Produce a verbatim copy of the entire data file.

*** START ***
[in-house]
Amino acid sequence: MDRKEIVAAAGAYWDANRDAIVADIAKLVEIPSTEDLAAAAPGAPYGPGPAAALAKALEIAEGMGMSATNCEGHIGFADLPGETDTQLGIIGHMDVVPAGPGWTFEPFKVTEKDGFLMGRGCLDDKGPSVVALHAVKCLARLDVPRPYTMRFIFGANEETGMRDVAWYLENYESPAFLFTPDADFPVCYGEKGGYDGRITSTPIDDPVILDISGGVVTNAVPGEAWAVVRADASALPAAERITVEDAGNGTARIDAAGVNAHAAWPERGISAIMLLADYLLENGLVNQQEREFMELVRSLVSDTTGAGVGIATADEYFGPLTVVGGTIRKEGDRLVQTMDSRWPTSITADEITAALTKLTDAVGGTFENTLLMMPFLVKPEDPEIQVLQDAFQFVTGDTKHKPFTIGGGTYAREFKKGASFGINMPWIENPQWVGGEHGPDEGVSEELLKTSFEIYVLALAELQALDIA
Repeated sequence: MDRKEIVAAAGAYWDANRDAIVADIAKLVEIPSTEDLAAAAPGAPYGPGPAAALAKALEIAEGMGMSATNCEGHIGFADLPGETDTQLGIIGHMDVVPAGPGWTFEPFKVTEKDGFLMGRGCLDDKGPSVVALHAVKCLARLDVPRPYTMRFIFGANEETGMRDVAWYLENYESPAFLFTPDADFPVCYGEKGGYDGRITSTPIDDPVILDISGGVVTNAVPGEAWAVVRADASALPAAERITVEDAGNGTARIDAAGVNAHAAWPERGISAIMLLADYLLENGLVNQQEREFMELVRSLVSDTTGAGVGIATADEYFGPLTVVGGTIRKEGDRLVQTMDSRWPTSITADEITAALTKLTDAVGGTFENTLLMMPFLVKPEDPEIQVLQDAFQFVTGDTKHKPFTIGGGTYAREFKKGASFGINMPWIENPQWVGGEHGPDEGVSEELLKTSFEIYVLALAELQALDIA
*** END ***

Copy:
[in-house]
Amino acid sequence: MDRKEIVAAAGAYWDANRDAIVADIAKLVEIPSTEDLAAAAPGAPYGPGPAAALAKALEIAEGMGMSATNCEGHIGFADLPGETDTQLGIIGHMDVVPAGPGWTFEPFKVTEKDGFLMGRGCLDDKGPSVVALHAVKCLARLDVPRPYTMRFIFGANEETGMRDVAWYLENYESPAFLFTPDADFPVCYGEKGGYDGRITSTPIDDPVILDISGGVVTNAVPGEAWAVVRADASALPAAERITVEDAGNGTARIDAAGVNAHAAWPERGISAIMLLADYLLENGLVNQQEREFMELVRSLVSDTTGAGVGIATADEYFGPLTVVGGTIRKEGDRLVQTMDSRWPTSITADEITAALTKLTDAVGGTFENTLLMMPFLVKPEDPEIQVLQDAFQFVTGDTKHKPFTIGGGTYAREFKKGASFGINMPWIENPQWVGGEHGPDEGVSEELLKTSFEIYVLALAELQALDIA
Repeated sequence: MDRKEIVAAAGAYWDANRDAIVADIAKLVEIPSTEDLAAAAPGAPYGPGPAAALAKALEIAEGMGMSATNCEGHIGFADLPGETDTQLGIIGHMDVVPAGPGWTFEPFKVTEKDGFLMGRGCLDDKGPSVVALHAVKCLARLDVPRPYTMRFIFGANEETGMRDVAWYLENYESPAFLFTPDADFPVCYGEKGGYDGRITSTPIDDPVILDISGGVVTNAVPGEAWAVVRADASALPAAERITVEDAGNGTARIDAAGVNAHAAWPERGISAIMLLADYLLENGLVNQQEREFMELVRSLVSDTTGAGVGIATADEYFGPLTVVGGTIRKEGDRLVQTMDSRWPTSITADEITAALTKLTDAVGGTFENTLLMMPFLVKPEDPEIQVLQDAFQFVTGDTKHKPFTIGGGTYAREFKKGASFGINMPWIENPQWVGGEHGPDEGVSEELLKTSFEIYVLALAELQALDIA